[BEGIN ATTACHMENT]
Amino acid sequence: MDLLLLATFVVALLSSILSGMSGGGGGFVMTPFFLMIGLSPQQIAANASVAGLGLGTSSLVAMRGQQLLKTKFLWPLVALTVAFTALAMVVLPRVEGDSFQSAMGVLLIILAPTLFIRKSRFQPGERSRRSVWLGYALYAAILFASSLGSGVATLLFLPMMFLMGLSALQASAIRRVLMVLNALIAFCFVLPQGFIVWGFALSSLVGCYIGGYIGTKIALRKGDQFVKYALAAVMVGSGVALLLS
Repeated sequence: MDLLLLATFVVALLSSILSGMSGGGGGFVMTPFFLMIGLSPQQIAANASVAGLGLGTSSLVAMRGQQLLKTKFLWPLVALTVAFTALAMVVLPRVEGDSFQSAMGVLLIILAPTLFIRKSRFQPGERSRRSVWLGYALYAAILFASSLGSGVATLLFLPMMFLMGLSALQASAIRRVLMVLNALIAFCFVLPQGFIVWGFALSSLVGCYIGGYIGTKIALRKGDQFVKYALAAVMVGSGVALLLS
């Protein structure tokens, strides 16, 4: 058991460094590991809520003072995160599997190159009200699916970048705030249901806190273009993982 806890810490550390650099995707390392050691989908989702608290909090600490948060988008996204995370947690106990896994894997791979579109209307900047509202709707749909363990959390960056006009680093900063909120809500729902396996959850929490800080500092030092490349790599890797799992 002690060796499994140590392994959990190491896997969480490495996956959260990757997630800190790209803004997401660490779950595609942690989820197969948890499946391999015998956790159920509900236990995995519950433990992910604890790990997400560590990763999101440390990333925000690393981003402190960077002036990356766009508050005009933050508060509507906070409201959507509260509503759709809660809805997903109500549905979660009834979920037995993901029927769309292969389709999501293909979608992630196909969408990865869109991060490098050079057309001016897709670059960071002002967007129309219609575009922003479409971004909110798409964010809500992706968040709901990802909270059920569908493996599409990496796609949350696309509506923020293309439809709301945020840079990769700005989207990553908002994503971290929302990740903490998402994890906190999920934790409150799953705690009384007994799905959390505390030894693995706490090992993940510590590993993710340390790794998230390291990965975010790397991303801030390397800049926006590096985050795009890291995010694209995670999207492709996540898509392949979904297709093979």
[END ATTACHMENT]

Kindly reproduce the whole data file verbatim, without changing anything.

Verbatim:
Amino acid sequence: MDLLLLATFVVALLSSILSGMSGGGGGFVMTPFFLMIGLSPQQIAANASVAGLGLGTSSLVAMRGQQLLKTKFLWPLVALTVAFTALAMVVLPRVEGDSFQSAMGVLLIILAPTLFIRKSRFQPGERSRRSVWLGYALYAAILFASSLGSGVATLLFLPMMFLMGLSALQASAIRRVLMVLNALIAFCFVLPQGFIVWGFALSSLVGCYIGGYIGTKIALRKGDQFVKYALAAVMVGSGVALLLS
Repeated sequence: MDLLLLATFVVALLSSILSGMSGGGGGFVMTPFFLMIGLSPQQIAANASVAGLGLGTSSLVAMRGQQLLKTKFLWPLVALTVAFTALAMVVLPRVEGDSFQSAMGVLLIILAPTLFIRKSRFQPGERSRRSVWLGYALYAAILFASSLGSGVATLLFLPMMFLMGLSALQASAIRRVLMVLNALIAFCFVLPQGFIVWGFALSSLVGCYIGGYIGTKIALRKGDQFVKYALAAVMVGSGVALLLS
């Protein structure tokens, strides 16, 4: 058991460094590991809520003072995160599997190159009200699916970048705030249901806190273009993982 806890810490550390650099995707390392050691989908989702608290909090600490948060988008996204995370947690106990896994894997791979579109209307900047509202709707749909363990959390960056006009680093900063909120809500729902396996959850929490800080500092030092490349790599890797799992 002690060796499994140590392994959990190491896997969480490495996956959260990757997630800190790209803004997401660490779950595609942690989820197969948890499946391999015998956790159920509900236990995995519950433990992910604890790990997400560590990763999101440390990333925000690393981003402190960077002036990356766009508050005009933050508060509507906070409201959507509260509503759709809660809805997903109500549905979660009834979920037995993901029927769309292969389709999501293909979608992630196909969408990865869109991060490098050079057309001016897709670059960071002002967007129309219609575009922003479409971004909110798409964010809500992706968040709901990802909270059920569908493996599409990496796609949350696309509506923020293309439809709301945020840079990769700005989207990553908002994503971290929302990740903490998402994890906190999920934790409150799953705690009384007994799905959390505390030894693995706490090992993940510590590993993710340390790794998230390291990965975010790397991303801030390397800049926006590096985050795009890291995010694209995670999207492709996540898509392949979904297709093979």